The city of Cuzco was once the city of the Inca empire and is known today as the Americas archeological capitol. Cuzco is over 3300m from sea level so the first thing we all needed to do, before starting the Inca Trail, once we landed was acclimatise to the altitude level.
A crew of 14 enthusiastic trekkers romed the hilly streets of old Inca built walls admiring the beauty of Cuzco by night. This was the beginning of many beautiful sights we were about to become aquainted with over the next 6 days.
The first day of the tour was set aside for an ´easy walk´ in the mountains, a visit to the local villages, which some of the money paid to Gap Adventures goes towards, and a cruisy bus ride up a pass to experience our first picture perfect view of the Andes, The Sacred Valley. An early start of 6:30am ended the first night in Ollantaytambo in the Sacred Valley. The next morning we scrubbed our bodies and indulged in hot showers for the last time and the excitment of commencing the Inca Trail began.
Day 1 - 7am we arrived at Kilometre 82, the start
of the Inca trail. With our walking sticks, porters carrying our daffle bags, sunscreen, hats, rain ponchos all packed in our day bag we hit the Inca trail, l was unaware at this stage that the next 4 days were going to be the hardest and best 4 days of my life.
We´d started the trail at 2200m and ended the first day at 3300m walking uphill for the last 2hrs. l thought this day was a good challenging day of hikking, l was knackered and was a little nervous once l got back to camp to hear the schedule for the following day as everyone says day 2 of the hike is the hardest. The porters who carry our daffle bags, tents, food supplies for 4 days and all cooking facilities had already set up our tents and had our snacks layed out in the dining tent by the time we got to the first nights camp site. The 4ft nothing Quechuans carring up to 20kgs max each on the Inca Trail move faster than any marathon runner, its truely incredible.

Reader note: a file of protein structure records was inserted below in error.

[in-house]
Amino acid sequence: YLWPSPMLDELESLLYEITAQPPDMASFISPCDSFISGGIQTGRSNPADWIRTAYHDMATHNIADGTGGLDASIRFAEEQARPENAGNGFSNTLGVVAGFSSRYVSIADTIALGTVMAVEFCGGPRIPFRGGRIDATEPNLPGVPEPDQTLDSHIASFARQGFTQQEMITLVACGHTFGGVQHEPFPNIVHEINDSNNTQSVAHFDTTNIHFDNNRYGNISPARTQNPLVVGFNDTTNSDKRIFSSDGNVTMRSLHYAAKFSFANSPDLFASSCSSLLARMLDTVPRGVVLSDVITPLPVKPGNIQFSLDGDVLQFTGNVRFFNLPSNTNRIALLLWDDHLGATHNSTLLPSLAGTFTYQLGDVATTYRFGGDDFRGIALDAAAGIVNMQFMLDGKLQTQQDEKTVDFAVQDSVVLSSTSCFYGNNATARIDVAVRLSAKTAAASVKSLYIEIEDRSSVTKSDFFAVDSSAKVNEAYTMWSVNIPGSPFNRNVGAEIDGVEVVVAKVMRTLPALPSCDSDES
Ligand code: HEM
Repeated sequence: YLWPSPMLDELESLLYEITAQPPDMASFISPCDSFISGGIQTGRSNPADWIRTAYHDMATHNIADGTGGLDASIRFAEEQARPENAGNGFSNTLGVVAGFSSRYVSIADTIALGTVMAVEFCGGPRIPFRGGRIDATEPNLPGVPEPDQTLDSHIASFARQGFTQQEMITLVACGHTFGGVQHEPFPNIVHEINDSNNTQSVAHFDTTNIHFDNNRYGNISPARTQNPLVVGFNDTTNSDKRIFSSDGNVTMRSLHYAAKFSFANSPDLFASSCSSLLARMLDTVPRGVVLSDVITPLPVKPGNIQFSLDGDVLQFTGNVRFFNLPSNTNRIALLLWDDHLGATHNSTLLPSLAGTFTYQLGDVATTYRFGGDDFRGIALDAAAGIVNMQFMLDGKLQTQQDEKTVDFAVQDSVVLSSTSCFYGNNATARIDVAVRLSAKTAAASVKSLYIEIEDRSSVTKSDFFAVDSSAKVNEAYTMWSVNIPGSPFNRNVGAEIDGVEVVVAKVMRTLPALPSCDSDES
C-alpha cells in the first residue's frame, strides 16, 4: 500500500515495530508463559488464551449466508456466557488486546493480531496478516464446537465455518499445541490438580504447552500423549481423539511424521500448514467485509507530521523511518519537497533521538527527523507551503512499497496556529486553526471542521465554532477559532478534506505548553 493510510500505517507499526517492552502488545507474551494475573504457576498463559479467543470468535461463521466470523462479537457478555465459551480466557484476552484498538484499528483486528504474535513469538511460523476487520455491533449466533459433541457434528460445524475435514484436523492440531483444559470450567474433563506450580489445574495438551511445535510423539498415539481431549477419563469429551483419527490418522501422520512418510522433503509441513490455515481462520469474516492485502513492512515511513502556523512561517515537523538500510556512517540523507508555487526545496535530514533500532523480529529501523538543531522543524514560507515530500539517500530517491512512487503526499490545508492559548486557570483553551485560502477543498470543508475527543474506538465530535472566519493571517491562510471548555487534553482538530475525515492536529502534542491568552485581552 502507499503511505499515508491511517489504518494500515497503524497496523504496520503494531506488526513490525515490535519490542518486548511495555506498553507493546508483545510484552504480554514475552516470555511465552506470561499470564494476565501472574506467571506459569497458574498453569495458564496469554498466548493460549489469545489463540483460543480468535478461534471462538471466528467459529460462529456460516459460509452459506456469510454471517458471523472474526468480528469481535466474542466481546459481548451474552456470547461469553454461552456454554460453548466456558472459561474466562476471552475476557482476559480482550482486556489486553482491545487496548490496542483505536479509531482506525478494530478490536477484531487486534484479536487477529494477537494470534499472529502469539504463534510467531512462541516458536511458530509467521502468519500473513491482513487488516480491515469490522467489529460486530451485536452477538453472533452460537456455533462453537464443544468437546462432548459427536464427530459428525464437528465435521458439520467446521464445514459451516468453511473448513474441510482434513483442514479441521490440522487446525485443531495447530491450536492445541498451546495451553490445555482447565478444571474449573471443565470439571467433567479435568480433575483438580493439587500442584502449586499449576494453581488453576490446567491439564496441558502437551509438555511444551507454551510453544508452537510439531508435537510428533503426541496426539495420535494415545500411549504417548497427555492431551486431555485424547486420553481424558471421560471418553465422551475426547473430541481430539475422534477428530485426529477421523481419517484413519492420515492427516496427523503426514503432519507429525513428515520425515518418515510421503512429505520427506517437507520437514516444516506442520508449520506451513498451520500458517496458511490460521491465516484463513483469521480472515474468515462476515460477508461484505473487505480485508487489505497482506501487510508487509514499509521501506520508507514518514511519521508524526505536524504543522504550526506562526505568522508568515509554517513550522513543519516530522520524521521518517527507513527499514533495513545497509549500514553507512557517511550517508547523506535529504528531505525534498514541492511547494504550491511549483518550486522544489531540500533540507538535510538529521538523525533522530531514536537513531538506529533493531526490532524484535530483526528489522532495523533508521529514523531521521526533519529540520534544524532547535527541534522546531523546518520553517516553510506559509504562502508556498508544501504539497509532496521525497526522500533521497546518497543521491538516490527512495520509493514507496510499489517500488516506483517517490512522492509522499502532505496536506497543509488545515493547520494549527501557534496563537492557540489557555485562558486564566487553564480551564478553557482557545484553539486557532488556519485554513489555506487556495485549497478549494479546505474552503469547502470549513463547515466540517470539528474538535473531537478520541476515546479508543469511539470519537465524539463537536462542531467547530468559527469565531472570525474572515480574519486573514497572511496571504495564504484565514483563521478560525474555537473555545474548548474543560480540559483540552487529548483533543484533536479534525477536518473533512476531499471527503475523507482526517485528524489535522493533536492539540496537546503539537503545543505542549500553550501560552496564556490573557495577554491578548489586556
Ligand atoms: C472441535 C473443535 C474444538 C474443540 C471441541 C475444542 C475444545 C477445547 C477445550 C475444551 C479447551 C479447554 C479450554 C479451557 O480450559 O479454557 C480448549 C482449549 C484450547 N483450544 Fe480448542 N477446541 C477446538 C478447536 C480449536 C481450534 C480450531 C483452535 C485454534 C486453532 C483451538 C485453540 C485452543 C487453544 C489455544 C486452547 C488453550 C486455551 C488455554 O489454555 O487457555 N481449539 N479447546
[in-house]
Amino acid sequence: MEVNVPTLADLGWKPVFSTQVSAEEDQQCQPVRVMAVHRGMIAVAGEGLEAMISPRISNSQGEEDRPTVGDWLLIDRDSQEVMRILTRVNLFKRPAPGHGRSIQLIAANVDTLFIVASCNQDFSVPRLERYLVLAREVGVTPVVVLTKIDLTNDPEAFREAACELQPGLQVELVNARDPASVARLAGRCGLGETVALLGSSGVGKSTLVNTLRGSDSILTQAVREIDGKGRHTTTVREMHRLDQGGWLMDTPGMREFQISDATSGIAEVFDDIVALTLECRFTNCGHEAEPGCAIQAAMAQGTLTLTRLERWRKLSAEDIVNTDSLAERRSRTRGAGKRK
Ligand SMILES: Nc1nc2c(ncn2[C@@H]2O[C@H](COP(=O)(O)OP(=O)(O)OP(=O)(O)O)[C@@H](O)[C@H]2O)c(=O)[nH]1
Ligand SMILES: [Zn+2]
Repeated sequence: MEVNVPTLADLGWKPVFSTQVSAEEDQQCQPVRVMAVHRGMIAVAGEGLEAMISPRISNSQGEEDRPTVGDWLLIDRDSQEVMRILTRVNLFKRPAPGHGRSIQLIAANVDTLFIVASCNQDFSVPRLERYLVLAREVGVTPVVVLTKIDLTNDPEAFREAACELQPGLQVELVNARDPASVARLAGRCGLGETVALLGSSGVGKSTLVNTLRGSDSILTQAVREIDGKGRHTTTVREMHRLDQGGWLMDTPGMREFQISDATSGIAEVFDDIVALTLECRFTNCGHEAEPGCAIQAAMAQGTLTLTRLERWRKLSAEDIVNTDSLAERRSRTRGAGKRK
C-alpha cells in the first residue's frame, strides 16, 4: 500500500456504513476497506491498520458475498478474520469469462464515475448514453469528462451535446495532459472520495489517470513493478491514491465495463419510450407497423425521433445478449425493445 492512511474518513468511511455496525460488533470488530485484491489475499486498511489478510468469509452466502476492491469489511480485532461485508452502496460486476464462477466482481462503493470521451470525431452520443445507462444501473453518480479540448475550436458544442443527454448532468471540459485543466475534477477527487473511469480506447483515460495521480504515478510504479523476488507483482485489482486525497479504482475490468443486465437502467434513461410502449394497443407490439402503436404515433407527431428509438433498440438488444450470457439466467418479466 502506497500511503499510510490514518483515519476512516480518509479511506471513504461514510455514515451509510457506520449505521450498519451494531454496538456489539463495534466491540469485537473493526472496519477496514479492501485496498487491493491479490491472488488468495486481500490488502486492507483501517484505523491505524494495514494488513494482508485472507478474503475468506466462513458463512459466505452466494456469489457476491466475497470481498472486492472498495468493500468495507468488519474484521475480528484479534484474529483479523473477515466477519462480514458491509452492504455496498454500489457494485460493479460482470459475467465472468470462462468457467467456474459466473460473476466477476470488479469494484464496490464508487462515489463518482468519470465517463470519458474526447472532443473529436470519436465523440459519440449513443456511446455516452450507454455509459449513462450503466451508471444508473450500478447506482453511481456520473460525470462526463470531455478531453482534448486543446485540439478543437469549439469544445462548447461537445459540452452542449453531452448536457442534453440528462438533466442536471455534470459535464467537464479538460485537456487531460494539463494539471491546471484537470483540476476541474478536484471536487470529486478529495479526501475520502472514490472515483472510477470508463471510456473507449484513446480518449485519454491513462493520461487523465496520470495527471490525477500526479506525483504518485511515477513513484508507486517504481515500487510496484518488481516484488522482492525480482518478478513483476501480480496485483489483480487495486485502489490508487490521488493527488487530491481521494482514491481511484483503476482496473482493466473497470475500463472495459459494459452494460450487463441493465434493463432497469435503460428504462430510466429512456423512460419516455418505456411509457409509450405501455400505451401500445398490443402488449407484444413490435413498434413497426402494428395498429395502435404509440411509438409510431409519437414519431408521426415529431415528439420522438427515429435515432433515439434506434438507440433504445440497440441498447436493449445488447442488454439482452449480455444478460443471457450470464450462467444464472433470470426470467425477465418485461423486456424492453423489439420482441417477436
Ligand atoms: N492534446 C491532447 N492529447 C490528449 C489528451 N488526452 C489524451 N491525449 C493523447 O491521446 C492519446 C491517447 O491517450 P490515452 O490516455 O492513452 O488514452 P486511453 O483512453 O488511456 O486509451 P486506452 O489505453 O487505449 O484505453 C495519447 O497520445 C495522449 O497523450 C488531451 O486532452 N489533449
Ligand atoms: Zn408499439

Day 2 - 5:30am start and back on the trail by 6:30am. We had a 3.5hr
uphill hike to the Dead Womas Pass, the first and highest pass of the Inca Trail reaching 4100m, it was going to be tough. Percy, Quechuan guide, was impressed at the speed of the team, we had 2 Aussie boys who are experienced hikkers set the pace for the group. Admittedly the pace was tough for most of us but we managed to keep up with only 15mins lagging time. Percy advised all of us to stop at any given time to catch our breathe and look around coz each time you stop and take a look at the view it will be more different and more spectacular to next. Being in the middle of the Andes, snow capped mountains, standing above cloud forest was a refreshing experience. It was odd to try and visualise myself in this situation, everything around me was simply beautiful.
We reached the second pass on day 2 and after 7hrs of hikking thats when Gaz and l pretty much almost fell to our knees once we reached the camp site. This was the toughest walk and highest altitude either of us had been, a massive sense of achievment came over me once l